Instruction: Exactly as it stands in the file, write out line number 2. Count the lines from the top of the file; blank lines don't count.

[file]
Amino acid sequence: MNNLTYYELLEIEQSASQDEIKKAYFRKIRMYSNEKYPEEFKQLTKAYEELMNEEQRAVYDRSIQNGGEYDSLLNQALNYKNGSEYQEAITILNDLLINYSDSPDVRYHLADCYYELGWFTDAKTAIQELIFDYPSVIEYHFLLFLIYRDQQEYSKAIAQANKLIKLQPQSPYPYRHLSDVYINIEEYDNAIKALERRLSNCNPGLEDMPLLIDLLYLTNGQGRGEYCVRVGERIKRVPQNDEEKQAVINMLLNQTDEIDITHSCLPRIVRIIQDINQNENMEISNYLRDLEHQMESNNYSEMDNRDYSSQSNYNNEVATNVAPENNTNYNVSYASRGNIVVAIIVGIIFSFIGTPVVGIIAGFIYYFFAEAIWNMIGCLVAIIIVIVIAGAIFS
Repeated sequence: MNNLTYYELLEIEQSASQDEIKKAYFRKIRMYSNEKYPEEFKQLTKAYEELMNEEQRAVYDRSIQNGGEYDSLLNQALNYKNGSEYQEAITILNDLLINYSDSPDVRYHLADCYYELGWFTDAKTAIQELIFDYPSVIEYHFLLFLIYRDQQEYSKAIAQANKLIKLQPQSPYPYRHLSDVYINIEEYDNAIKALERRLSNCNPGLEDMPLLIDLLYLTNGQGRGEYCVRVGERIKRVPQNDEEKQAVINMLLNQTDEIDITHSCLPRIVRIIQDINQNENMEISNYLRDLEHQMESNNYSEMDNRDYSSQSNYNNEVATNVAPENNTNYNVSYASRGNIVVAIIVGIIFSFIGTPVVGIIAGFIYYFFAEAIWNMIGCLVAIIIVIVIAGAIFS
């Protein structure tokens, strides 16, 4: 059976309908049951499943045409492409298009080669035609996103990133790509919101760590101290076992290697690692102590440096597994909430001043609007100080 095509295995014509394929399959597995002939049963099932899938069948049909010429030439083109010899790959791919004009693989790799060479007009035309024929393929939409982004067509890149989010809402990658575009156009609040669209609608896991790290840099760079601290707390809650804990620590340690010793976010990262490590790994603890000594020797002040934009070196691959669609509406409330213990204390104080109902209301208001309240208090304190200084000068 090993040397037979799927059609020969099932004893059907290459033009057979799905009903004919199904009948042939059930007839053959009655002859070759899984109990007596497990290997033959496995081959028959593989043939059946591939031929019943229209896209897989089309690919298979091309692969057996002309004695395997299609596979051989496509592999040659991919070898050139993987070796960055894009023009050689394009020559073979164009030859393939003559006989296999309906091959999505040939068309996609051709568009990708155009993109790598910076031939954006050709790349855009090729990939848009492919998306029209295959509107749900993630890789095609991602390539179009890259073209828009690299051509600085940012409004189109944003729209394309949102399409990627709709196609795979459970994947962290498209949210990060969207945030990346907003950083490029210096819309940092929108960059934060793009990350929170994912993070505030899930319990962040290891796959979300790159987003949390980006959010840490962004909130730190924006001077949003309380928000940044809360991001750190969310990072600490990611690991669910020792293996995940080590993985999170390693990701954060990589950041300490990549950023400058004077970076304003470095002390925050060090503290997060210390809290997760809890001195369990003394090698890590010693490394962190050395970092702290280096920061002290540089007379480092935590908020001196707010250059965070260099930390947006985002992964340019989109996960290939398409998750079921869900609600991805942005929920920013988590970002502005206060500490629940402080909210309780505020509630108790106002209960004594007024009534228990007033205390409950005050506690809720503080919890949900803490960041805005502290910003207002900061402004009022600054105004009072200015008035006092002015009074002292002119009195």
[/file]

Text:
Repeated sequence: MNNLTYYELLEIEQSASQDEIKKAYFRKIRMYSNEKYPEEFKQLTKAYEELMNEEQRAVYDRSIQNGGEYDSLLNQALNYKNGSEYQEAITILNDLLINYSDSPDVRYHLADCYYELGWFTDAKTAIQELIFDYPSVIEYHFLLFLIYRDQQEYSKAIAQANKLIKLQPQSPYPYRHLSDVYINIEEYDNAIKALERRLSNCNPGLEDMPLLIDLLYLTNGQGRGEYCVRVGERIKRVPQNDEEKQAVINMLLNQTDEIDITHSCLPRIVRIIQDINQNENMEISNYLRDLEHQMESNNYSEMDNRDYSSQSNYNNEVATNVAPENNTNYNVSYASRGNIVVAIIVGIIFSFIGTPVVGIIAGFIYYFFAEAIWNMIGCLVAIIIVIVIAGAIFS